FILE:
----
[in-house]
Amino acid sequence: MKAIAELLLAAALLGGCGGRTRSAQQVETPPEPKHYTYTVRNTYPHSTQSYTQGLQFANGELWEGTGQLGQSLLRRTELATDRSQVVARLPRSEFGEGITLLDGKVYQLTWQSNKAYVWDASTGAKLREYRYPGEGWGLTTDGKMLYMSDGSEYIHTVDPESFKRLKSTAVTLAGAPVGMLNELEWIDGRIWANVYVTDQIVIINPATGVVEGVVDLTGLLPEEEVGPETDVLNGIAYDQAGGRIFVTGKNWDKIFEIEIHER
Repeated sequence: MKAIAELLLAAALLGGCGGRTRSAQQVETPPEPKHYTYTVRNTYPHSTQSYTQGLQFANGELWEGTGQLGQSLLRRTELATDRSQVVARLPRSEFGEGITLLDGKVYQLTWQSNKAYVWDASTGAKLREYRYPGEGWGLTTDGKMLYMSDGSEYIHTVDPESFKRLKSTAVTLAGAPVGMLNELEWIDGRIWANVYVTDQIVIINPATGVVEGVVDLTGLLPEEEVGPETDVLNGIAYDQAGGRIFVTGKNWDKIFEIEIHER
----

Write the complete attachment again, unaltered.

[in-house]
Amino acid sequence: MKAIAELLLAAALLGGCGGRTRSAQQVETPPEPKHYTYTVRNTYPHSTQSYTQGLQFANGELWEGTGQLGQSLLRRTELATDRSQVVARLPRSEFGEGITLLDGKVYQLTWQSNKAYVWDASTGAKLREYRYPGEGWGLTTDGKMLYMSDGSEYIHTVDPESFKRLKSTAVTLAGAPVGMLNELEWIDGRIWANVYVTDQIVIINPATGVVEGVVDLTGLLPEEEVGPETDVLNGIAYDQAGGRIFVTGKNWDKIFEIEIHER
Repeated sequence: MKAIAELLLAAALLGGCGGRTRSAQQVETPPEPKHYTYTVRNTYPHSTQSYTQGLQFANGELWEGTGQLGQSLLRRTELATDRSQVVARLPRSEFGEGITLLDGKVYQLTWQSNKAYVWDASTGAKLREYRYPGEGWGLTTDGKMLYMSDGSEYIHTVDPESFKRLKSTAVTLAGAPVGMLNELEWIDGRIWANVYVTDQIVIINPATGVVEGVVDLTGLLPEEEVGPETDVLNGIAYDQAGGRIFVTGKNWDKIFEIEIHER